So, during the fall, I went back to school. I also had knee surgery. Those two dream jobs were a distant memory and I was a girl on crutches in need of a paycheck. Thanks to the help of some very lovely people, I was offered the weekend graveyard position at a psychiatric hospital doing intake. I didn't know the first thing about intake or the fact that working the graveyard would make me actually want to bury myself in one, but decided to give it a go. And I did. I gave it my very, very best. At four in the morning, I faxed and compiled, called insurance companies and held the hands of parents who had to place their children in our care. It looked nothing like therapy and utilized almost none of my skills, but I put as much heart as I could into a job that didn't always care how much I cared. (This is not to imply that my workplace is an uncaring place. Not at all. Intake is just not therapy and therapy is my way of helping people. Period.) And as much as I tried to convince myself that I didn't, I hated it.

On Saturday, after coming home in tears two days in a row, I quit. I quit thirty minutes after receiving an email (at 9:30 on a Saturday night) from one of those aforementioned dream jobs offering me a position out of nowhere. I am very happy to tell you two things. 1) In a few weeks I will be going to bed at midnight - instead of just starting my shift and 2) in a little over a month, I will be what I think I may have always been meant to be - a children's therapist.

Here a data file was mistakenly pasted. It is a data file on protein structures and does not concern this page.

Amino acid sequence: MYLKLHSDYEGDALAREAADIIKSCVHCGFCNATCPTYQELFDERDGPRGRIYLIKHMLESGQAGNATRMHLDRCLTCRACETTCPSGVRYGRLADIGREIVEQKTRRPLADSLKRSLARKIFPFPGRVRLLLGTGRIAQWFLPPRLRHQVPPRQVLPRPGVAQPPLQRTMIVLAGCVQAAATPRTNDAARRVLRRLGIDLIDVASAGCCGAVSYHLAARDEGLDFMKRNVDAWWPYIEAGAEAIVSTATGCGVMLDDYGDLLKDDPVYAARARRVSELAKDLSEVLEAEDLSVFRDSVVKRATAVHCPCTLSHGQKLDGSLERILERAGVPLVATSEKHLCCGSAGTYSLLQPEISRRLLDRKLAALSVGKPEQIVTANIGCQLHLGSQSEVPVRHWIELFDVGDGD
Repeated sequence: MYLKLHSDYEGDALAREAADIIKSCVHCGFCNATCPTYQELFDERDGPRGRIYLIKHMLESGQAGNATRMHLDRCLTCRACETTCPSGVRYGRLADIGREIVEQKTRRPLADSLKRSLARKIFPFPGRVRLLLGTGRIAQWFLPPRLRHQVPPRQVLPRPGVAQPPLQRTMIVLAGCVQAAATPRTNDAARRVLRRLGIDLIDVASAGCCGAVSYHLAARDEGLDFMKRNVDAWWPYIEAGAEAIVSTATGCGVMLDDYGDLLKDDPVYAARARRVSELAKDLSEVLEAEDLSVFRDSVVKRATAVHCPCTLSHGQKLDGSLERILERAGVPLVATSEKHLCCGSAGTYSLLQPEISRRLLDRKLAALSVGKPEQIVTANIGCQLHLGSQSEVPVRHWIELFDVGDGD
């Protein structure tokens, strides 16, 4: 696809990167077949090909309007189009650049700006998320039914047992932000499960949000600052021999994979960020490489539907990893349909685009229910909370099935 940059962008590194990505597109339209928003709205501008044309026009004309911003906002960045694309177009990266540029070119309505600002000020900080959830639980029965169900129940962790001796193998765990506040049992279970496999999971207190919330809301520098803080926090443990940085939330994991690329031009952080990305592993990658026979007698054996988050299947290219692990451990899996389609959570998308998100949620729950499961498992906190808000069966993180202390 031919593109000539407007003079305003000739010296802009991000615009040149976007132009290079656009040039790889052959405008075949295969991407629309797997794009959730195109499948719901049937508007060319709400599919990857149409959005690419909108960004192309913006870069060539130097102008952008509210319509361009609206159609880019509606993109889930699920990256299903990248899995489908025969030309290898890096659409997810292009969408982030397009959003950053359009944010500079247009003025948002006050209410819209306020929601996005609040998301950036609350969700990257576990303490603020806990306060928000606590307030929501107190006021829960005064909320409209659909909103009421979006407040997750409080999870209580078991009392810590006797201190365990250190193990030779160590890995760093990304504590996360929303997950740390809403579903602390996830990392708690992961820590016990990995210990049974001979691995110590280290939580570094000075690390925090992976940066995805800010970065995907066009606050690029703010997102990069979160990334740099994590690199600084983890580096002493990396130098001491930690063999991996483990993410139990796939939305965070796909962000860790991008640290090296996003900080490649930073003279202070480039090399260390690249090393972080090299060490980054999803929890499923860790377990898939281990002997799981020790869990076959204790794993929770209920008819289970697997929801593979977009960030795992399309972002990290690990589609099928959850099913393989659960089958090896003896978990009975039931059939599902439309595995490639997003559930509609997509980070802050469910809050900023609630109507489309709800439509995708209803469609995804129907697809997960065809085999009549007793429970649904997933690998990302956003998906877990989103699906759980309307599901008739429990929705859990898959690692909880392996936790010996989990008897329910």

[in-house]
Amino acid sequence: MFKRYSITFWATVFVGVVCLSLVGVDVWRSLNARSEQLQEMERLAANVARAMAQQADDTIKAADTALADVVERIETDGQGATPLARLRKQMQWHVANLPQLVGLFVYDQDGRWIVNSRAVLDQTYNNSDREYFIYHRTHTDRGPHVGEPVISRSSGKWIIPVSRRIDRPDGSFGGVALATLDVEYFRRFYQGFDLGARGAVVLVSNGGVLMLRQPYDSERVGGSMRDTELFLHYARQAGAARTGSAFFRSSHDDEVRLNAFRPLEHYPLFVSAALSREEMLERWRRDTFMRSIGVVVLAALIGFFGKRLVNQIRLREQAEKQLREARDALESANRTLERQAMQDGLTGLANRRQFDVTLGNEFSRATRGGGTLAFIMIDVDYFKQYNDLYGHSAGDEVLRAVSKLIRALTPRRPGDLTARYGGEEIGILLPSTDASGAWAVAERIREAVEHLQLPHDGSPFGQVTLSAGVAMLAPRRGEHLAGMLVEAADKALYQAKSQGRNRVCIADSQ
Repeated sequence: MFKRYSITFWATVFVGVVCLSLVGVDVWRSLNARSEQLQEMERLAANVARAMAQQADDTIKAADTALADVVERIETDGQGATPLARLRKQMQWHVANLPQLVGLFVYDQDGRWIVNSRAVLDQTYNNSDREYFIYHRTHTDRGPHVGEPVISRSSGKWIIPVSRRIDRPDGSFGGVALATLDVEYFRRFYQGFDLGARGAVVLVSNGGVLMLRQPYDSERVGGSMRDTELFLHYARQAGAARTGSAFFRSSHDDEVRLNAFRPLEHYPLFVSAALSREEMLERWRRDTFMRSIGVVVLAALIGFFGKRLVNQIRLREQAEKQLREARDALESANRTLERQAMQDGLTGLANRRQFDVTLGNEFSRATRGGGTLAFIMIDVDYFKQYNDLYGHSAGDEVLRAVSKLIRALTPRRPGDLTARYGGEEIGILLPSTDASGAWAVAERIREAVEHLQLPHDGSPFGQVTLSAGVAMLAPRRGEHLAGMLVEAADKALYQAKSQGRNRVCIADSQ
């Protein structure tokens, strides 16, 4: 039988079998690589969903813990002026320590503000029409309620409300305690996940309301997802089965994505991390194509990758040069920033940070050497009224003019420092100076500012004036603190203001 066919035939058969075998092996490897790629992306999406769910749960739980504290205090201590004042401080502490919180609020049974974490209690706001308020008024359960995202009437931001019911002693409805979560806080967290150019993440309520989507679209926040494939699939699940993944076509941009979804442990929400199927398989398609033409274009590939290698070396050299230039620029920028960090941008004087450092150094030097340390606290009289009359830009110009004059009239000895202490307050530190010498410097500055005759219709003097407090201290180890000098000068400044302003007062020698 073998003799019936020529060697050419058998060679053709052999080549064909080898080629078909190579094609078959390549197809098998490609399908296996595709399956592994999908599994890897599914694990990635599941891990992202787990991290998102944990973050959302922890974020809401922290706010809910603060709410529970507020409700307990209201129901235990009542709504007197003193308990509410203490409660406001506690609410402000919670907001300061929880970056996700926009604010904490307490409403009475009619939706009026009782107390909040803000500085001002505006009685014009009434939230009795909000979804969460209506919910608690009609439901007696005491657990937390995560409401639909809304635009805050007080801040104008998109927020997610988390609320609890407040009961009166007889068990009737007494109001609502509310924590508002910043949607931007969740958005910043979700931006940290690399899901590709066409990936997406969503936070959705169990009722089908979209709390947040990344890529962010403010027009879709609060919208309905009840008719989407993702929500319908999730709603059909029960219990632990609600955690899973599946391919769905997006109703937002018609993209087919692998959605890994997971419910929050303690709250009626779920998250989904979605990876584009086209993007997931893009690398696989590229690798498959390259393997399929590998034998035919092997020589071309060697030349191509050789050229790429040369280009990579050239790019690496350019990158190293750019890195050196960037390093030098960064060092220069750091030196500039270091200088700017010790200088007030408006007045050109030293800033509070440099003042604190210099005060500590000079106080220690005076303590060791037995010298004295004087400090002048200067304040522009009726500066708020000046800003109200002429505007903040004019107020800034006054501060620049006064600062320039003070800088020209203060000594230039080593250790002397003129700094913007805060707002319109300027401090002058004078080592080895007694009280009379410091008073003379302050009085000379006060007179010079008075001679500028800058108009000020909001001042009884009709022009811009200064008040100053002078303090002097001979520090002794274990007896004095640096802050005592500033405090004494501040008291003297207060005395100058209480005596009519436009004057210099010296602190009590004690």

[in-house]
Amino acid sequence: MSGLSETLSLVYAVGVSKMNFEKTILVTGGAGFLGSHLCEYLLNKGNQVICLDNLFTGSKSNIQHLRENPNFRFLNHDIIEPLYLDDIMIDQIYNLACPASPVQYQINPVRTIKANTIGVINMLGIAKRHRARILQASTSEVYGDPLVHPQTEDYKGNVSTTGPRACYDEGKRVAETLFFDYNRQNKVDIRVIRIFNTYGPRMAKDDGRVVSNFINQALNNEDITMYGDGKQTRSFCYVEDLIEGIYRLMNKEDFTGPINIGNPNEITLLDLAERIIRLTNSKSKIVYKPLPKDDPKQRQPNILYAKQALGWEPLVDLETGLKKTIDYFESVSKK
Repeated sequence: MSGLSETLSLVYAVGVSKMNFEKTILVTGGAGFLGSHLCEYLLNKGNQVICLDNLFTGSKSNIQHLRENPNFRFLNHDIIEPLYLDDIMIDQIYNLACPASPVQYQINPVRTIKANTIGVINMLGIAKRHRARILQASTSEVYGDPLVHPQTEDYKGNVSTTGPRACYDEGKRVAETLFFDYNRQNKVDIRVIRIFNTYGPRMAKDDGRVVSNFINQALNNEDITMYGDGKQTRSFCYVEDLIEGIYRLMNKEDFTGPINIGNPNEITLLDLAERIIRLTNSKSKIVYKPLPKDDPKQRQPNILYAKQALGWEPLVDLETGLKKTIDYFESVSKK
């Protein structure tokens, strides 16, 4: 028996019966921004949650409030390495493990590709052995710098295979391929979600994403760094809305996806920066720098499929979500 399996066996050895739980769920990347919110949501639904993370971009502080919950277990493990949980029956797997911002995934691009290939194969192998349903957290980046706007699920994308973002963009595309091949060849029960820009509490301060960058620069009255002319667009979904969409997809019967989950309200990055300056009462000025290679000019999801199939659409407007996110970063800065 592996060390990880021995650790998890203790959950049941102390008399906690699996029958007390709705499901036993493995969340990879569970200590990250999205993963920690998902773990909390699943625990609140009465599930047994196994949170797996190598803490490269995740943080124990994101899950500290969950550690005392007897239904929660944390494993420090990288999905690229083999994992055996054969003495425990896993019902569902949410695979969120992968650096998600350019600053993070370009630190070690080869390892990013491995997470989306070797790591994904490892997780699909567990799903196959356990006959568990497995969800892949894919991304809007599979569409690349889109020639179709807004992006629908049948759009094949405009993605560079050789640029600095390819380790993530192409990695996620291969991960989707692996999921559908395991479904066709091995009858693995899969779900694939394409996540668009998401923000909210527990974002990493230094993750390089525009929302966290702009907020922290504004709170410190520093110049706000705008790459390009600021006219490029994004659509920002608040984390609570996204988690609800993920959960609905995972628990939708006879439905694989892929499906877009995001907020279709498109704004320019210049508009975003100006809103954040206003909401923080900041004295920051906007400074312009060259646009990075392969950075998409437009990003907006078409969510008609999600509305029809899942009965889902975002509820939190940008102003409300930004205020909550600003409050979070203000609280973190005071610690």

This whole experience has been really hard on me, but it has also taught me so much. Do you remember Amelia Bedelia from the children's books? The housekeeper who got almost everything wrong? Well, that was me in intake. It was a whole lot of data entry and paperwork and I somehow managed to fail miserably at almost every task I attempted. Because I am a pretty sensitive person who doesn't like to screw up, I took this failure to heart and thought it was a reflection of me.

Then it hit me. We don't have to be good at everything. We just don't. We have to roll with the punches and make the most out of the times we have the least. We have to try our best. We have to be kind. (And, yes, these are the rules according to me.) What else do we have to do? We have to try and find a way to be happy in times that are sometimes anything but. We have to try to be the best versions of ourselves even during the worst of times. More than anything else, perhaps, we have to discover what we're brilliant at and find a way to give that gift to the world. For me, I have always been great with children. After almost 15 years as a nanny (to over 21 children), I can't wait to take my strengths with kids and parlay that into a career as a children's therapist. Life is too damn short to be miserable and to only focus on what we aren't good at when there is so much we excel in.